Fortunately, I was in an era of American history where blacks were simply not listed as numbers or property. Through the 1880 census, I had the opportunity to find evidence of their lives in Mount Vernon.
It was early in my archive study that I discovered the first mention of these women. The 1903 clerk’s book from Mount Vernon’s First Baptist Church had the names of members of the White Congregation who undertook the Grace Baptist mission. The “five-colored women” are responsible for seeking their help, and they are allowed to open a Sunday school in the annex of Willard Hall, the meeting space for women’s Christian women’s abstinence. The president of this moderation union was a member of the congregation of the First Baptist Church.
The first Baptist church and the Grace Baptist church were in a turbulent relationship. The white congregation locked the chapel door when the mission was delayed by the rent illegally charged by First Baptists. There was a physical conflict between their minister and deacon, and local newspapers had several notices in the early days warning them to donate directly to members of the Grace Baptist mission.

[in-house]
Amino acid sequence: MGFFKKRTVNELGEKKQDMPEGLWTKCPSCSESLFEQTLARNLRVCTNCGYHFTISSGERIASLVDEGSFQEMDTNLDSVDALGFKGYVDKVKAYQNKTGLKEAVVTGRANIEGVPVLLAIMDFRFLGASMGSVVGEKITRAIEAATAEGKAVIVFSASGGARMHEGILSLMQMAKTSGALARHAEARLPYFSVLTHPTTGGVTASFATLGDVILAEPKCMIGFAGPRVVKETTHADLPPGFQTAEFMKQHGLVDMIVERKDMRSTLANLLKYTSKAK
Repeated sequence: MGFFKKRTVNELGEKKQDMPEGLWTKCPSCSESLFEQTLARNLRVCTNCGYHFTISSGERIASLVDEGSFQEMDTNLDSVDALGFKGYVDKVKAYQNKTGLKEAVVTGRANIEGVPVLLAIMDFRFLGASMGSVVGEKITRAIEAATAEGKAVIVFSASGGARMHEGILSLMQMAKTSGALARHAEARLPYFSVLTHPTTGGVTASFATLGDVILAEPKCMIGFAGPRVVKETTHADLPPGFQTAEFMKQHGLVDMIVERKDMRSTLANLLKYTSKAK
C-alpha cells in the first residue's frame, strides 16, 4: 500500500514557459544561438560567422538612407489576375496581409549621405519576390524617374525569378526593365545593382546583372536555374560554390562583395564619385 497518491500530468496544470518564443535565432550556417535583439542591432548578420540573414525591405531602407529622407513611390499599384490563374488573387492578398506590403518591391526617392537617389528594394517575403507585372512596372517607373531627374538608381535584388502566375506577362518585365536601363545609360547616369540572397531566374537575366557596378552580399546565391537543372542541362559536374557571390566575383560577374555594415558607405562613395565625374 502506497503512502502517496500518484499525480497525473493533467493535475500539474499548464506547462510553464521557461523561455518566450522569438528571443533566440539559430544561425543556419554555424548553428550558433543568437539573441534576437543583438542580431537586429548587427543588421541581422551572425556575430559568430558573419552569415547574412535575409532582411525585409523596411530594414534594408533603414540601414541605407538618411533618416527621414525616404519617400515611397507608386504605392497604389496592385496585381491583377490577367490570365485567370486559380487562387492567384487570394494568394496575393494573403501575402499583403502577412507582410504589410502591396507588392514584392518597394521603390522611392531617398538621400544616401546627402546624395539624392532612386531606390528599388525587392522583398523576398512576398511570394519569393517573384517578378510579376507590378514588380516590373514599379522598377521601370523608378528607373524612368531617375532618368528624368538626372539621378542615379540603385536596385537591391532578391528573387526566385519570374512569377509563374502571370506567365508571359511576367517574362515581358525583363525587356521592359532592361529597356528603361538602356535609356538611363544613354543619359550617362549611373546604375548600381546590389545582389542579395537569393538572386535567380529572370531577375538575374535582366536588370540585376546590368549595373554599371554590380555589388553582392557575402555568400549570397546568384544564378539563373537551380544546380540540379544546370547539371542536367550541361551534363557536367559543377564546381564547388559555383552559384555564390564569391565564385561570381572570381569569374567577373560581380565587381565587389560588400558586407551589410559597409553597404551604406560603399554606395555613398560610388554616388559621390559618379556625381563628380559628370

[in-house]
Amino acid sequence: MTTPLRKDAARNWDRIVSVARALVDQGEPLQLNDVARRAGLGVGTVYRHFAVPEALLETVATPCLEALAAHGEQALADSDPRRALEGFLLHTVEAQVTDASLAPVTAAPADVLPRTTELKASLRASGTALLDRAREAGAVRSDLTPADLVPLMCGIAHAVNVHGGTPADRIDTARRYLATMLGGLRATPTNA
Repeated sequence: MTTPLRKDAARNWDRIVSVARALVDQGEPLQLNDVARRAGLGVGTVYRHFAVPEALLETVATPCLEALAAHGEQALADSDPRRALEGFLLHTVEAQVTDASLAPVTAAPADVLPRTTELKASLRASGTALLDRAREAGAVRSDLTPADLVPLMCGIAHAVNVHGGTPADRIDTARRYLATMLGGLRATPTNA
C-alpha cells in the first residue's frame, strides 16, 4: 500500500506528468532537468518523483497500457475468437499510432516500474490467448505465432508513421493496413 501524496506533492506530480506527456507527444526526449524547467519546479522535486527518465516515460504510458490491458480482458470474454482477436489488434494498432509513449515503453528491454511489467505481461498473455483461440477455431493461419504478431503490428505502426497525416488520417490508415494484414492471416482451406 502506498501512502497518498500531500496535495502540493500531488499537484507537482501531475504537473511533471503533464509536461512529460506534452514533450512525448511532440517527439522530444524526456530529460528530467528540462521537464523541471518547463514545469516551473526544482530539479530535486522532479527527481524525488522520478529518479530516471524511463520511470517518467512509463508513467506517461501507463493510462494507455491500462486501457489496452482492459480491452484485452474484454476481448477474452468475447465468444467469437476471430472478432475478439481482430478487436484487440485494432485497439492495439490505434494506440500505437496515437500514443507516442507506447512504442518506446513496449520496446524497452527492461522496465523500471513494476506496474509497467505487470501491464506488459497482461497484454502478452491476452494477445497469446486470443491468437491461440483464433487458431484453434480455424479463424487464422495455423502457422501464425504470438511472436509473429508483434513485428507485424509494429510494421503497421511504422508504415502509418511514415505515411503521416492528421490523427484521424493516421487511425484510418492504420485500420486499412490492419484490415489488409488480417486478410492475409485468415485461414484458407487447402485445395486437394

In the middle of the search, I created a sociological and demographic portrait of the person I was looking for. I knew that five women were founded in the community, married, probably in their thirties, and would take years. They were also likely working in social organizations to attract the attention of white community activists.
In an article in 1894, a journalist in the local newspaper The Daily Argus reported that the “colored mission” laid the foundation for a new chapel. Early members of the Grace Baptist placed copies of their city and church documents in the hollow center of this cornerstone. I was convinced that the names of the five women were among these relics.